The most common approach is a proprietary solution, which is usually of an ad hoc nature built up piecemeal over a number of years from earlier company acquisitions. The strategic idea would have been to integrate and harmonise these disparate networks but there was usually never enough money to start, let alone complete, the project.

Many of these challenges can be seen listed in the panel on the right taken from Nexagent’s brochure. Anyone that has been involved in managing an enterprise’s Information and Communications Technology (ICT) infrastructure will be very well aware of these issues!

Overview of Nexagent’s software

Deploying an end to end service or application running on a WAN, or solution as it is often termed, requires a combination of:

  1. workflow management: A workflow describes the order of a set of tasks performed by various individuals or systems to complete a given procedure within an organization., and
  2. supply chain management: A supply chain represents the flow of materials, information, and finances as they move in a process – or workflow – from one organisation or activity to the next.

In the situation where every carrier or service provider has adopted entirely different OSS combinations, workflow practices and supply chain processes, it is no wonder that every multi-carrier WAN represents a complex, proprietary and bespoke solution!

Nexagent has developed a unique abstraction or Meta Layer technology and methodology that manages and monitors the performance of an end-to-end WAN IP-VPN service or solution without the need for a carrier to swap-out their existing OSS infrastructure. Nexagent’s system runs in parallel with, and integrates with, multiple carriers’ existing OSS infrastructure and enables a prime-contractor to manage multi-carrier solutions in a coherent rather than an ad hoc manner.

Let’s go through what Nexagent offers following a standard process flow for deploying multi-supplier services or solutions using Nexagent’s adopted ICT Infrastructure Management (ICTIM) model.

Service or solution modelling: In the ICTIM reference model, this is the Design stage. The is a crucial step and is focused on capturing all the enterprise service requirements and design as early as possible in the process as possible and maintaining that knowledge for the complete service lifecycle. Nexagent has developed a CAD-like modelling capability with frontend capture based on a simpletouse Excel spreadsheet as every carrier uses a different method of capturing their WAN designs. The model is created up front and acts as a reference benchmark if the design is changed at any future time. The tool provides price query capabilities for use with bought-in carrier services together with automated design rule verification.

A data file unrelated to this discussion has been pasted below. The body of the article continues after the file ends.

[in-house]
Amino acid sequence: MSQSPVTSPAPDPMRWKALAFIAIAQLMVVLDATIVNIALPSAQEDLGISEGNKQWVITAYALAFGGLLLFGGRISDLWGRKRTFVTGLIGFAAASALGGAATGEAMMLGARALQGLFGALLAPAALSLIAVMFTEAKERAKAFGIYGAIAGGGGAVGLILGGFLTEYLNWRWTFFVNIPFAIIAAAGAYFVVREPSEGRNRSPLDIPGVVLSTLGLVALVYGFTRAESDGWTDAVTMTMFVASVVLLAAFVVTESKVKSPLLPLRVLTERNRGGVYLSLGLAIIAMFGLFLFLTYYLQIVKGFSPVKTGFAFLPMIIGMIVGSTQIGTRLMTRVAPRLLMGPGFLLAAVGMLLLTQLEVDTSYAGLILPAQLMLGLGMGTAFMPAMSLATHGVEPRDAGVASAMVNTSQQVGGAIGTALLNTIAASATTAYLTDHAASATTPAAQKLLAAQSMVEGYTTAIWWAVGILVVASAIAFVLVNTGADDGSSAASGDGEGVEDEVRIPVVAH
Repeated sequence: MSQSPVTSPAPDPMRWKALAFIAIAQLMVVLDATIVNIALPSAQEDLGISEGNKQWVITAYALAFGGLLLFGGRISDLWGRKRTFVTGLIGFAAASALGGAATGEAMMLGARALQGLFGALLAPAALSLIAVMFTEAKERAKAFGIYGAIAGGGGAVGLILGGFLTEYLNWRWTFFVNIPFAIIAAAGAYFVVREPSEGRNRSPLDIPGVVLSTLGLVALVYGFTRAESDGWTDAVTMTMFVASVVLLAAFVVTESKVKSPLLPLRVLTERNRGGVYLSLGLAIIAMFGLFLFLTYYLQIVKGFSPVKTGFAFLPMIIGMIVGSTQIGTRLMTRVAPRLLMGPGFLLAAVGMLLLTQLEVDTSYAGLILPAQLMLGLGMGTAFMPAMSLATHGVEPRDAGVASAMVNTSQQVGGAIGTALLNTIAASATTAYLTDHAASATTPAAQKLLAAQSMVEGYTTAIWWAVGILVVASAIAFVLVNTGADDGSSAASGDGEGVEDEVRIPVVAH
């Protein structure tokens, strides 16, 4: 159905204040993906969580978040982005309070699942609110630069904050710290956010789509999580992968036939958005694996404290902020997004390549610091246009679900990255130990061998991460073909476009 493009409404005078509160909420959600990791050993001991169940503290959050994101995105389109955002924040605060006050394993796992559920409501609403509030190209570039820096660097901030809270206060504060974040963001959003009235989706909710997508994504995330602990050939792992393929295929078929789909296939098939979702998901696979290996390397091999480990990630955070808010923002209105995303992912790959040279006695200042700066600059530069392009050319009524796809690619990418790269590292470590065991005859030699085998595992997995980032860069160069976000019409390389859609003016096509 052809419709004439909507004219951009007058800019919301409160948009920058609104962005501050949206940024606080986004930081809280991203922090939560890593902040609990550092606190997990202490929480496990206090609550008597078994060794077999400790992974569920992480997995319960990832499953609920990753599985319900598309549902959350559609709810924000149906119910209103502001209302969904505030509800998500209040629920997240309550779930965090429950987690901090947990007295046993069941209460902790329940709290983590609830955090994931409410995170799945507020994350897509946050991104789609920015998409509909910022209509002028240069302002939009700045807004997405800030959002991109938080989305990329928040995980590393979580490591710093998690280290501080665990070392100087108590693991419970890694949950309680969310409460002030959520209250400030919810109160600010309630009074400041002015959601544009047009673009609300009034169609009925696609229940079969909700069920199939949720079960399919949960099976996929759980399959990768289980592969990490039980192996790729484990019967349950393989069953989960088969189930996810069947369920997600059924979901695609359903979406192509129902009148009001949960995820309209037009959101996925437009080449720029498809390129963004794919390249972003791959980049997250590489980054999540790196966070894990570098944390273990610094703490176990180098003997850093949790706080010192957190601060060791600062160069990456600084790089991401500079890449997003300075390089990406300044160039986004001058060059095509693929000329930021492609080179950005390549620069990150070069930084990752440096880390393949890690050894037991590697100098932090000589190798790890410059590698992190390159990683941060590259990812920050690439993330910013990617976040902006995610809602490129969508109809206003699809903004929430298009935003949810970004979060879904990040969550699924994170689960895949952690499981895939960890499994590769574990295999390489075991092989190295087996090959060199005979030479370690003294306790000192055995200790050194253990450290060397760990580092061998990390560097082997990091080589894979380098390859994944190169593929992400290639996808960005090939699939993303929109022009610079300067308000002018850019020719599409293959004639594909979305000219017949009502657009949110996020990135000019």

Implementation engine: In the ICTIM reference model, this is the Deploy stage. The software automatically populates the design created at the design stage with the required service provider interconnect configurations, generates service work orders for each service provider involved with the design and provisions the network interconnect to create a physical working network. The software is based on a unified information flow to network service providers. Importantly, it schedules the individual components of the end-to-end solution to meet the enterprise roll-out and change management needs.

Experience manager: In the ICTIM reference model, this is the Operate stage. The Nexagent software compares real-life end-to-end solution performance to the expected performance level as specified in the service or solution design. Any deviation from agreed component supplier SLAs will generate alerts into existing OSS environments.

The monitoring is characterised by active in-band measurement for each site and each CoS link by application group and is closed-loop in nature by comparing actual performance to expected performance stored in the service reference model. It can detect and isolate problems and includes optimisation and conformance procedures.

Physical Network interconnect: Lastly, Nexagent developed the service interconnect template with network equipment vendors such as Cisco Systems and physically enables the interconnection of IP-VPNs that have chosen different incompatible ways of defining their CoS-based services.

Who could use Nexagent’s technology?

Nexagent provides three examples of the application of their software – ‘use cases’ – on their web site:

Hybrid Virtual Network Operator is a service provider which has some existing network assets in some geography but lacks network reach and operational efficiency to win business from enterprises requiring out of territory service and customised solutions. Such a carrier could use Nexagent to extend their reach, standardise their off-net interface to save costs and ensure that services work as designed.